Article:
“ . . . Mr. Newborn’s last UA showed four plus white cells and a trace of hematuria, so we’re working him up for a UTI, but so far . . . ”
It was Peggotty, our temporary attending. His shout was explosive – so loud and abrupt it shocked the whole ward. Everyone gawked at him. The man had gone mad. His eyes, staring at Nathan, seemed ready to pop out of his head. The silence that followed his outburst was broken by a rattling gasp from Nathan’s throat.
“What . . . ,” Peggotty said, “what . . . what’s going on here?” He staggered toward Nathan’s bed, turned to look wildly about at the circle of puzzled faces. We squirmed with embarrassment and looked down at our feet. His eyes bulged, his hair seemed to stand on end – a psychotic break, perhaps from an overdose of some recreational drug. Amphetamine? Mescaline? LSD? There was a lot of that going around the San Francisco Bay Area, especially among physicians. “Tell me . . . is he . . . is he a no code?” As Peggotty spoke this last sentence, a rising note of panic in his voice, he lurched forward and pressed his fingers against Nathan’s stringy neck. We had no idea what he was talking about. I was beginning to consider what could be done to help Peggotty through his crisis.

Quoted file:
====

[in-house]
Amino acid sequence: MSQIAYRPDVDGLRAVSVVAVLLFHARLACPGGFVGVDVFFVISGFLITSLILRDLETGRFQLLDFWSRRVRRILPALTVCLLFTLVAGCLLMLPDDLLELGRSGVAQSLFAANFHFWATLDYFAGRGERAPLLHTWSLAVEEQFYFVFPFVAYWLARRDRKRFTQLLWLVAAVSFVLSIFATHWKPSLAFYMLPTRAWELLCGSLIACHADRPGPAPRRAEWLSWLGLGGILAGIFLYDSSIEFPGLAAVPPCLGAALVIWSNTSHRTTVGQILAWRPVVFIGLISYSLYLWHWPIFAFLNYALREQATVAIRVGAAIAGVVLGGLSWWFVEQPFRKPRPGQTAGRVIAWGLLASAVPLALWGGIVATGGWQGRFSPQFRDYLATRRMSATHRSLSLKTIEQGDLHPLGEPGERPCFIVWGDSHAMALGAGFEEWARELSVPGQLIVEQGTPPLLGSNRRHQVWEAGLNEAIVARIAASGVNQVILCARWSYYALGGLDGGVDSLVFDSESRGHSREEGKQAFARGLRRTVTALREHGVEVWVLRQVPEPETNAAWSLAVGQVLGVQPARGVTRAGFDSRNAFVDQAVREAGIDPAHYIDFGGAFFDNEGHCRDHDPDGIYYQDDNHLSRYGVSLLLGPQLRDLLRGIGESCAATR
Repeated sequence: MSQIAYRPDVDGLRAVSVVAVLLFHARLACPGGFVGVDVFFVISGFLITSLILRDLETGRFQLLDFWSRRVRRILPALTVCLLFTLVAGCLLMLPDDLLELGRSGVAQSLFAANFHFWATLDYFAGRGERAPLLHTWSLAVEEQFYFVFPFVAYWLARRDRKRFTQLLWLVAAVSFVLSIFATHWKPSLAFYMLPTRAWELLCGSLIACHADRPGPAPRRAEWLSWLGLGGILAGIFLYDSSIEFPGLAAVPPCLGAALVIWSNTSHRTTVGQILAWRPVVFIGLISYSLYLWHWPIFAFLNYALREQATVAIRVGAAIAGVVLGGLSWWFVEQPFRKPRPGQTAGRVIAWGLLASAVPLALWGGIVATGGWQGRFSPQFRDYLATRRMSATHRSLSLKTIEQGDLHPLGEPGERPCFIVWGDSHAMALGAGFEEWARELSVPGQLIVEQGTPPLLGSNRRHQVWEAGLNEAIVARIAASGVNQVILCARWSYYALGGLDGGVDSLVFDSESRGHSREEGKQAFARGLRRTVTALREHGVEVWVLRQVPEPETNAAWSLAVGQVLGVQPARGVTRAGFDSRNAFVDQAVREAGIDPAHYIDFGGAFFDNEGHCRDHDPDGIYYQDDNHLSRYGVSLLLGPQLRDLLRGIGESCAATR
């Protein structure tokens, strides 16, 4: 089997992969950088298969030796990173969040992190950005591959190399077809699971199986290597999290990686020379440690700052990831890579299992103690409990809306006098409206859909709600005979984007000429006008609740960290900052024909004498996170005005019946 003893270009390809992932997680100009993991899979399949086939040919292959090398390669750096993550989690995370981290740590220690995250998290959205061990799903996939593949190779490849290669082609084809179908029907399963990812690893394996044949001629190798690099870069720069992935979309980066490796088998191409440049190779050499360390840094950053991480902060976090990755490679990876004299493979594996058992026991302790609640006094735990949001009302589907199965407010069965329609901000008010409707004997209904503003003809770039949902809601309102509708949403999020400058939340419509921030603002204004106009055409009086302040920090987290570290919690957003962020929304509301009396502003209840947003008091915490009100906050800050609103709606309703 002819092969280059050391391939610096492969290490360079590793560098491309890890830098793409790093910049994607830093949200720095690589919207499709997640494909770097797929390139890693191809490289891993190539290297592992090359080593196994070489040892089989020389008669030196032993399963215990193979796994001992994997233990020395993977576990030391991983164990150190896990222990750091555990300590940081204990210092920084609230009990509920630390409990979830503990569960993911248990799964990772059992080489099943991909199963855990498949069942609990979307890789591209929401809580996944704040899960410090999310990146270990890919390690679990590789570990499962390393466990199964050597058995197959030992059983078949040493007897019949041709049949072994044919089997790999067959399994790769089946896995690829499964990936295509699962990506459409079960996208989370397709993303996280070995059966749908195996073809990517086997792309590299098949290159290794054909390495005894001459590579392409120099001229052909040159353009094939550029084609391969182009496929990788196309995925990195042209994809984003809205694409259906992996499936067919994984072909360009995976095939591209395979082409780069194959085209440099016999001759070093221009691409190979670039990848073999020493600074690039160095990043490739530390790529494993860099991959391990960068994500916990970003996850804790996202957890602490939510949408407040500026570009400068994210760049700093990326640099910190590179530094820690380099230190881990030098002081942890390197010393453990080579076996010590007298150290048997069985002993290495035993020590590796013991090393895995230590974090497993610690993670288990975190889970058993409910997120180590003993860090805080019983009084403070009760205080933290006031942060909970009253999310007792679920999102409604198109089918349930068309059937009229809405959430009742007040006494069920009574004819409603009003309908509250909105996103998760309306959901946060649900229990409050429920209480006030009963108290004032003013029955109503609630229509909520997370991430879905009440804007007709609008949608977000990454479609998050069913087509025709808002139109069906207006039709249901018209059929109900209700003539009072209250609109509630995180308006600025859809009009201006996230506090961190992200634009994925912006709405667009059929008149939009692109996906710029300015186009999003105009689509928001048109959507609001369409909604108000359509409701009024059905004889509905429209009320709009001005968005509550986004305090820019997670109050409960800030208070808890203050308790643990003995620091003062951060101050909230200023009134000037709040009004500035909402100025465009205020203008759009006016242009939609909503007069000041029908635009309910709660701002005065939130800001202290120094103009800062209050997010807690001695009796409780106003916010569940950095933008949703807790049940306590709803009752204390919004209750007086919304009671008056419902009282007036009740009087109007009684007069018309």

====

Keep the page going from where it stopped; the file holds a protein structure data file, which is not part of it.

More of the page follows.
“My god!” he shouted at last, snatching open Nathan’s pajama top so abruptly the buttons flew off, exposing a sallow, bony chest. Not until he pounded on that chest and forced air into Nathan’s gaping mouth with his own lips did the five of us begin to understand. The clerk rushed across the ward to pull Peggotty away and let the poor man die in peace. Nathan was indeed a no code.